The West African bloc ECOWAS has lashed out at the "military coup" -- the third in one of its 15 nations in less than 18 months, and said it will meet virtually for an extraordinary summit at 1000 GMT on Friday to consider possible sanctions.
Kabore's state and whereabouts have been a key issue since he was overthrown by mutineering soldiers on Monday, with the United Nations leading calls for his release.
"President Kabore is physically well, but I cannot say anything about his state of mind," said a source in Kabore's People's Movement for Progress (MPP) party.
Kabore "is still in the hands of the army, not in a military camp, but in a presidential villa under house arrest", the source said.
"He has a doctor available... (and) access to his mobile phone, but under surveillance, obviously."
Kabore, 64, was elected in 2015 following a popular revolt that forced out strongman Blaise Compaore, who came to power in a putsch in 1987.
He was re-elected in 2020, but the following year faced a wave of anger over a jihadist insurgency that has ravaged the impoverished West African country.
On Sunday, mutinies broke out in several army barracks a day after police broke up banned protests, and on Monday the rebels moved against Kabore.
Ex-ministers Not To Leave
The former French colony is now in the hands of the Patriotic Movement for Preservation and Restoration (MPSR) -- the name of a junta led by Lieutenant-Colonel Paul-Henri Sandaogo Damiba, a regional commander in the jihadist-torn east.
It has announced the suspension of the constitution and the dissolution of the government and parliament.
The junta also closed land and air borders. The air borders were reopened on Tuesday, along with an easing of restrictions on some products moving across land borders.
Damiba met ministers of the ousted government on Wednesday, telling them not to leave the country unless given permission, political sources told AFP.
He also told them he wanted all national components involved in managing the transition, the sources said.
MPP vice-president Clement Sawadogo said that Prime Minister Lassina Zerbo, who was appointed by Kabore in December, has also been detained.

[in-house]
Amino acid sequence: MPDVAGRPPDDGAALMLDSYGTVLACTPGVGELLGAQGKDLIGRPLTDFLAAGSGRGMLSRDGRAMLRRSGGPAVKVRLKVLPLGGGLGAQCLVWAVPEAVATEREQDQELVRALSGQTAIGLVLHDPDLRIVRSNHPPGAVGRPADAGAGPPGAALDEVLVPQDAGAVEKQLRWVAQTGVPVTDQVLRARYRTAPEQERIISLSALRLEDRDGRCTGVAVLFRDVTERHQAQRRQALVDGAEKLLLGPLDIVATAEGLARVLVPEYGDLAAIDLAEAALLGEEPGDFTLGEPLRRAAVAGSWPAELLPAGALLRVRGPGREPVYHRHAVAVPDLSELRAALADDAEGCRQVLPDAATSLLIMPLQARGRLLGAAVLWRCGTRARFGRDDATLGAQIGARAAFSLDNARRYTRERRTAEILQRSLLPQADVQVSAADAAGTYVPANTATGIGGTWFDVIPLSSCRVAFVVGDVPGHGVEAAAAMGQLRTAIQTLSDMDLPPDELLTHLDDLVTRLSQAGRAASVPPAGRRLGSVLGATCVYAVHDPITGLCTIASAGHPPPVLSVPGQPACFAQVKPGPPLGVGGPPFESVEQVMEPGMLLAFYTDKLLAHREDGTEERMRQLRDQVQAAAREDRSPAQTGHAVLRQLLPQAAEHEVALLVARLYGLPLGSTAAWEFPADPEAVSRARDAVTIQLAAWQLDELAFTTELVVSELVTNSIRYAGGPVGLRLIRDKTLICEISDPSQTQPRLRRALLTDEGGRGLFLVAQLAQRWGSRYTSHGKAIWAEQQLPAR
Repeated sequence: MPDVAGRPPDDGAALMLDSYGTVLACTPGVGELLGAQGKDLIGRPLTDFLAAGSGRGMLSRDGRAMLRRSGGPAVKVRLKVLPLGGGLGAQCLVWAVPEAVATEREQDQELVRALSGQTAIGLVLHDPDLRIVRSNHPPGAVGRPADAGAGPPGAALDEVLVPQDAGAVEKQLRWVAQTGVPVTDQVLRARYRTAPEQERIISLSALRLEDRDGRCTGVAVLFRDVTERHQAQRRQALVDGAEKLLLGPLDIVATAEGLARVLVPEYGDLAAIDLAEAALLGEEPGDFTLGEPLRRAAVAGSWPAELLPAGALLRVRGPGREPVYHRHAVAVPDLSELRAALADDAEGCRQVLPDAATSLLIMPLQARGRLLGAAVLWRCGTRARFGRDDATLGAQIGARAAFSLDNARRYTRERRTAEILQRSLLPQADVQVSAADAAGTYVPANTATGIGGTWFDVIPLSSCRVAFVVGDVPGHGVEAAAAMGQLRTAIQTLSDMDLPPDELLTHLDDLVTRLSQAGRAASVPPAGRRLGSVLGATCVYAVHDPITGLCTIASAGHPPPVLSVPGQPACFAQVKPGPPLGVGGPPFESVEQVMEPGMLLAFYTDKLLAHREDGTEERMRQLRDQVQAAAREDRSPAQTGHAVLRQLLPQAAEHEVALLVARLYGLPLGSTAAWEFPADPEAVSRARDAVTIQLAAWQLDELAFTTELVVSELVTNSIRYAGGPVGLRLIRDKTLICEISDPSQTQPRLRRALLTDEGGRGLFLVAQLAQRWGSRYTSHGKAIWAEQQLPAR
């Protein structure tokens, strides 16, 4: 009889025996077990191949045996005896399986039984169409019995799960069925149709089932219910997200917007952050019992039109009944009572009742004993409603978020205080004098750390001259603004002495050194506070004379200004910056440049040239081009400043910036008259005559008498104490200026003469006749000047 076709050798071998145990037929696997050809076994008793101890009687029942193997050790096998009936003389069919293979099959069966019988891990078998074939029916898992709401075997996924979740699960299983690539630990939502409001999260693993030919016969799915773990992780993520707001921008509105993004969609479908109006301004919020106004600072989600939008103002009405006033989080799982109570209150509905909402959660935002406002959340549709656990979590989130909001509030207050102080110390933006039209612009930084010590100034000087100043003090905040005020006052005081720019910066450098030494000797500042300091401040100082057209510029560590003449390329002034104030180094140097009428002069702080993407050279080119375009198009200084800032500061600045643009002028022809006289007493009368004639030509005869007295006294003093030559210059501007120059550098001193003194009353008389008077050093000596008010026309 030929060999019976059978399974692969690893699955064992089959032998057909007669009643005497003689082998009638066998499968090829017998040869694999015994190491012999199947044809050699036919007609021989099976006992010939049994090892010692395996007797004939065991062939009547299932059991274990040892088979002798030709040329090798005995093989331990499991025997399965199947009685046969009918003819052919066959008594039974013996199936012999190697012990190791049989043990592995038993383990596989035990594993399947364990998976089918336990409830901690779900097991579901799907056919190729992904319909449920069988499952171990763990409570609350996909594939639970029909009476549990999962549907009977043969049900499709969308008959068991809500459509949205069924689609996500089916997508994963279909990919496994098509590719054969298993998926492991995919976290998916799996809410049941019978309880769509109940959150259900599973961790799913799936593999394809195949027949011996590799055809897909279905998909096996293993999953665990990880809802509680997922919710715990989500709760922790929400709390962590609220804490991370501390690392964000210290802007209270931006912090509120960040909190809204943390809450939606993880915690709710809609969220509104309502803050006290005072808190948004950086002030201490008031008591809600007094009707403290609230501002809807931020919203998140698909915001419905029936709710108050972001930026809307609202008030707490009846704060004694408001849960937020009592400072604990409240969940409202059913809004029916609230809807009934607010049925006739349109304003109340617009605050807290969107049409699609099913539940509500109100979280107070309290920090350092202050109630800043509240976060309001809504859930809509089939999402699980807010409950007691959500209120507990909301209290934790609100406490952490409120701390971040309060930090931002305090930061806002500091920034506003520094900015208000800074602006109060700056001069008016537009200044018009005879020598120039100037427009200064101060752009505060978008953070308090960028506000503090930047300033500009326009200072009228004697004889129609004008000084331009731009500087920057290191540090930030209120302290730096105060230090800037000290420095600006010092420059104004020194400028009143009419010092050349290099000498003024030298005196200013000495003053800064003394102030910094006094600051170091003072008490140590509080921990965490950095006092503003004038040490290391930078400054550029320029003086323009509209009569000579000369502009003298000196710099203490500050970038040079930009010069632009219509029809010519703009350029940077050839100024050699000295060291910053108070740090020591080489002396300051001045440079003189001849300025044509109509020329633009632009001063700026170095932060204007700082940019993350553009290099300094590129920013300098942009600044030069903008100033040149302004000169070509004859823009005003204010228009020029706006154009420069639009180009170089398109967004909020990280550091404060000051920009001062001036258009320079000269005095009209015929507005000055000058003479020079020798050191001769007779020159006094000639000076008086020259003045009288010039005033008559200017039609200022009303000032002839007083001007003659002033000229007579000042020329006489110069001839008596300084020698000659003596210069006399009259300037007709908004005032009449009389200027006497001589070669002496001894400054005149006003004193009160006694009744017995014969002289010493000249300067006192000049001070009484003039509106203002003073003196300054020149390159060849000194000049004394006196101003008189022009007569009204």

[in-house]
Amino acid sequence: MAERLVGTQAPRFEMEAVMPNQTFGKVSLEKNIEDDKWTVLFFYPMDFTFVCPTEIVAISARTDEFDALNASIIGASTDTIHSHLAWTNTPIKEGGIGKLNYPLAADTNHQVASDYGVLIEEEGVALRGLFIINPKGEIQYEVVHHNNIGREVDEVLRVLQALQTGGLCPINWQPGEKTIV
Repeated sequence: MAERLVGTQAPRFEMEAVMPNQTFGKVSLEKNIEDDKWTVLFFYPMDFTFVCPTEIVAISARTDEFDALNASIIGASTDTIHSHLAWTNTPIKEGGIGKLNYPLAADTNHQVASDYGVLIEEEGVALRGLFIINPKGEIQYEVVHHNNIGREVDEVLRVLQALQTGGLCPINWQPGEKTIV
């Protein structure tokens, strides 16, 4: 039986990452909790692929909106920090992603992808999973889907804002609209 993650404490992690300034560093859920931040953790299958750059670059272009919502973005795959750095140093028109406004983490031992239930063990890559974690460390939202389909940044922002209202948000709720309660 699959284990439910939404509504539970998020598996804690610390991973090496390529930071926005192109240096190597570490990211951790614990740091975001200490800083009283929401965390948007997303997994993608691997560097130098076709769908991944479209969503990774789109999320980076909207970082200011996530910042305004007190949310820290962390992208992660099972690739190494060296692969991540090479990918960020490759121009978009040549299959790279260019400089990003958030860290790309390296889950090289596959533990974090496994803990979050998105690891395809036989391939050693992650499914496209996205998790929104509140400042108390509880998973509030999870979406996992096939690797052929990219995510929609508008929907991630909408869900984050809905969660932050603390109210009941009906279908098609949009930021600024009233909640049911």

Sawadogo also told AFP that Kabore wrote a resignation letter after the coup "to preserve peace, to avoid a bloodbath that we do not need with what we are already suffering," referring to jihadist violence.
The MPP source also gave details about some of the key events on Monday.
As the revolt widened, Kabore was smuggled out of his residence by his bodyguards in an unmarked car and taken to a safe location, the source said.
"It was later, as pressure from the mutineers rose, that his guards, who were mainly gendarmes, had to leave him in the hands (of the putschists) and join them," the source said.
"The gendarmerie had no other choice but to join (the putschists) because the whole army was in favor of stripping the president of the office."
New West African Coup
One of the world's poorest countries, Burkina Faso has enjoyed little stability since gaining independence from France in 1960.
The latest coup has caused jitters in West Africa, wherein less than a year and a half two other countries -- Mali and Guinea -- have been overtaken by the military.
Earlier this month, ECOWAS ramped up sanctions against Mali after the country's military said it would be unable to fulfill a pledge of staging elections by the end of February.
Criticism of the latest coup has come from the European Union and the African Union, as well as the United Nations.
EU foreign policy chief Josep Borrell said Wednesday that "if constitutional order is not restored" in Burkina Faso, there would be "immediate consequences for our partnership with the country".
"Democratic societies are a value that must be preserved. Military coups are unacceptable," UN Secretary-General Antonio Guterres said on Tuesday.
"The role of the military must be to defend their countries and their peoples, not to attack their governments and to fight for power."